Tips & Tools Weekly (Vol. 13, No. 10)17 Mar, 2008
This Week's Software Tips
"Also, using the <^ and the Stack button will create the less than symbol, and >^ and the Stack will create the greater than symbol."
NOTES FROM CADALYST TIP PATROL: This tip could come in handy, and it's an example of a way to "shrink" any text if the need arises. For more options in the Mtext Editor, place a forward slash (/) between two characters, highlight the three, right-click on them, and choose the Stack option. After the characters change to a fraction, repeat these steps and choose Stack Properties. The subsequent dialog box provides several more options.
Isolate and Unisolate Layers
"Layiso and Layuniso have been great time savers for me. When your drawings get full with a ton of information, sometimes it's nice to hide some of it and just work with a small chunk. Layiso and Layuniso allow you to do that."
Kyle reports that this tip also works for v2007 and later, but AutoCAD built this functionality into the toolbar Layers II, so now you can click a button rather than type if you want.
NOTES FROM CADALYST TIP PATROL: True, Layuniso was removed from the user interface, but it still exists via the Command line. It is now mirrored as the Layerp (Layer Previous) command that performs the same function. It's the last icon on the Layers toolbar.
Automated Drawing Cleanup
"I use some AutoCAD commands, some third-party software, and some custom commands that I have found through the years to work through this process. But there are so many things that need to be done that it is still rather cumbersome. So I finally put everything I want to do into one command I select from the menu that I called Do It All. Now I can simply open a drawing that I have received and select one item from the menu, and I am done. Here is a list of what it does for me:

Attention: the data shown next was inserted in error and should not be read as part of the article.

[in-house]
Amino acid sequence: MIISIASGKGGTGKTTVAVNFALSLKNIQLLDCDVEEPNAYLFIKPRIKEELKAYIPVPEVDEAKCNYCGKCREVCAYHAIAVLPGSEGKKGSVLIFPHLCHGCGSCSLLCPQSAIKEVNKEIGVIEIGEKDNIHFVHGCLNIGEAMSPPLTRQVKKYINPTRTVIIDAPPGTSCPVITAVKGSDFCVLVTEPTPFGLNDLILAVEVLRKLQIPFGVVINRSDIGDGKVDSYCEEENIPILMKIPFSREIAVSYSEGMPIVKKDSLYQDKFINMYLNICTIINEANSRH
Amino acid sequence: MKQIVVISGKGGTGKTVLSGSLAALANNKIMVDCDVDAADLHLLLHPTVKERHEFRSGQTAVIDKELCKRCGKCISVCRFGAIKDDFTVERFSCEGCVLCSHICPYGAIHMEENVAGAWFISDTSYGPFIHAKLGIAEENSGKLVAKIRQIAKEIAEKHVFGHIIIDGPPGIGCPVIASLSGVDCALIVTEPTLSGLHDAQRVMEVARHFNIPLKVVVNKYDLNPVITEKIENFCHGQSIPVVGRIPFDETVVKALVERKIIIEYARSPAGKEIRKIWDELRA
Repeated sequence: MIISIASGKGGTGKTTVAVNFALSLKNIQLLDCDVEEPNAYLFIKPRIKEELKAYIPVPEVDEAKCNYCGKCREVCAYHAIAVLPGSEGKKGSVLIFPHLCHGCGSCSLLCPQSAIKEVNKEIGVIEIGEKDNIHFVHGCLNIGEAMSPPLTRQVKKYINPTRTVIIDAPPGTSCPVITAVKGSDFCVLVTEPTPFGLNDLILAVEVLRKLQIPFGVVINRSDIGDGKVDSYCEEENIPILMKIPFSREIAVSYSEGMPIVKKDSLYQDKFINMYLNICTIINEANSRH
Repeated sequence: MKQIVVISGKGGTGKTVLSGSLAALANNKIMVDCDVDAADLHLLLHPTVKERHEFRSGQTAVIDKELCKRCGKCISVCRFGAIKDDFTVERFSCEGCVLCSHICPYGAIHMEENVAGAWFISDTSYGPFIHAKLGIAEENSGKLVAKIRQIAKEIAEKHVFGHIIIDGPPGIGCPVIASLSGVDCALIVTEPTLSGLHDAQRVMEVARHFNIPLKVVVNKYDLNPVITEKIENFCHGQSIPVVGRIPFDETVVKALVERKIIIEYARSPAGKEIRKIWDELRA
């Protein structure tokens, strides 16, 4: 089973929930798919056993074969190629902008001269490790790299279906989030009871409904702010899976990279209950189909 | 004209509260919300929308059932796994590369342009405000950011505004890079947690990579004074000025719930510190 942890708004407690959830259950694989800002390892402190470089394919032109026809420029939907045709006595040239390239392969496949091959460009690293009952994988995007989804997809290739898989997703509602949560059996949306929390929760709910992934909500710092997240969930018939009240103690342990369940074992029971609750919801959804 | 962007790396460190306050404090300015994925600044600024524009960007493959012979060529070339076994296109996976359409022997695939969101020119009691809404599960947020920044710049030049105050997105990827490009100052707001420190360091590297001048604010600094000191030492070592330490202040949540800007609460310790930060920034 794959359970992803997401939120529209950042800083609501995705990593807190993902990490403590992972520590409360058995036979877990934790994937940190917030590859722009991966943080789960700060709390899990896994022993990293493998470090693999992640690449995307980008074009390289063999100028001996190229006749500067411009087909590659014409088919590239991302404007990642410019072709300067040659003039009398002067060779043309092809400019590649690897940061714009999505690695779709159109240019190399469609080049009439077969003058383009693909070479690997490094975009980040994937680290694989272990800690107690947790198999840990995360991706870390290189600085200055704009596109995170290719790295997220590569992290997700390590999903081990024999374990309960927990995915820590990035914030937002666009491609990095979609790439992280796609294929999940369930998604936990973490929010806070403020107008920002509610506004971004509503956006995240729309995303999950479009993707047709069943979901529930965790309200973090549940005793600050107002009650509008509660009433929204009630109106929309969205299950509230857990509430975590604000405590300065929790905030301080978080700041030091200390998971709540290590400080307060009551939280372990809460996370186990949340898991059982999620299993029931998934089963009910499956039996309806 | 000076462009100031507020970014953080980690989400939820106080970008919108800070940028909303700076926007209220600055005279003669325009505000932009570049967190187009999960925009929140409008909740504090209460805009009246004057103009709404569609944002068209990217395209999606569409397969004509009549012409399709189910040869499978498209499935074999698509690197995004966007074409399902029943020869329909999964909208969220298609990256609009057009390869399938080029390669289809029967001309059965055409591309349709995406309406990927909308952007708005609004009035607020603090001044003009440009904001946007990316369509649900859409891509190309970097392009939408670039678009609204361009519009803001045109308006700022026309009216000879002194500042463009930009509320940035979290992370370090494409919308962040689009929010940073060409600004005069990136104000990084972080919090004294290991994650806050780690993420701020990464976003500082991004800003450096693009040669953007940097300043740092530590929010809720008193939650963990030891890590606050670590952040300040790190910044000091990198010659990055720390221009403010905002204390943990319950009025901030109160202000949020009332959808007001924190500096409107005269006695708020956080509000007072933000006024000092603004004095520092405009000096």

"I am AutoLISP illiterate, so I used the Macro line in the CUI and created a menu command made up of all these other various commands. You can customize it to your needs. Here is what mine looks like:
"You could add any command you like. You could have it save the file when finished or zoom extents. I think it could also be written into a script or LISP file. It usually takes 10-30 seconds to complete, depending on the z coordinate process. I couldn't possibly do it that fast starting each command on its own. Creating one command by combining these ten other commands has saved me huge amounts of time!"